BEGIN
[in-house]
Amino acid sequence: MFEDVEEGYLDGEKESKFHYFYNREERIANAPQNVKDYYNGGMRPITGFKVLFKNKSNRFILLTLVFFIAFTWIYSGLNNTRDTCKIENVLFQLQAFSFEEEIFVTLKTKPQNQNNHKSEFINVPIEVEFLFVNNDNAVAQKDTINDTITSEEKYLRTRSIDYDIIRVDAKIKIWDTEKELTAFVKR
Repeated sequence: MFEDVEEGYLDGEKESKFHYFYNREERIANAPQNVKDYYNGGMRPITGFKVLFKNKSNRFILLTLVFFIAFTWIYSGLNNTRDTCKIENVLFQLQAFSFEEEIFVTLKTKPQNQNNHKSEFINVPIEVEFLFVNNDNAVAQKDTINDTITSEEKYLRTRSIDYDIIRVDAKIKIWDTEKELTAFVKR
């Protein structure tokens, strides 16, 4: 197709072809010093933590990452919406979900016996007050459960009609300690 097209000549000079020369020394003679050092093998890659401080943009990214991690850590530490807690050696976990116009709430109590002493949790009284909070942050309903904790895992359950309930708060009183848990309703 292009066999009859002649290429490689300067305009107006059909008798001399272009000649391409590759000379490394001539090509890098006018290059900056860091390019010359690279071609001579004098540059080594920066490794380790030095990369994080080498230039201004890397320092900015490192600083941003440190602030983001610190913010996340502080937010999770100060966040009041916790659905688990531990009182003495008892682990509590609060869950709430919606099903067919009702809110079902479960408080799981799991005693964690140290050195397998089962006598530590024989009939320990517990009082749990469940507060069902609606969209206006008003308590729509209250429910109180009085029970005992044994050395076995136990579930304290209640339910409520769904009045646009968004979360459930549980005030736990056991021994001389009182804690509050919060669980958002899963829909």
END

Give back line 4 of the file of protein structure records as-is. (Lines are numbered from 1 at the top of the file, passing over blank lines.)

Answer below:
């Protein structure tokens, strides 16, 4: 197709072809010093933590990452919406979900016996007050459960009609300690 097209000549000079020369020394003679050092093998890659401080943009990214991690850590530490807690050696976990116009709430109590002493949790009284909070942050309903904790895992359950309930708060009183848990309703 292009066999009859002649290429490689300067305009107006059909008798001399272009000649391409590759000379490394001539090509890098006018290059900056860091390019010359690279071609001579004098540059080594920066490794380790030095990369994080080498230039201004890397320092900015490192600083941003440190602030983001610190913010996340502080937010999770100060966040009041916790659905688990531990009182003495008892682990509590609060869950709430919606099903067919009702809110079902479960408080799981799991005693964690140290050195397998089962006598530590024989009939320990517990009082749990469940507060069902609606969209206006008003308590729509209250429910109180009085029970005992044994050395076995136990579930304290209640339910409520769904009045646009968004979360459930549980005030736990056991021994001389009182804690509050919060669980958002899963829909």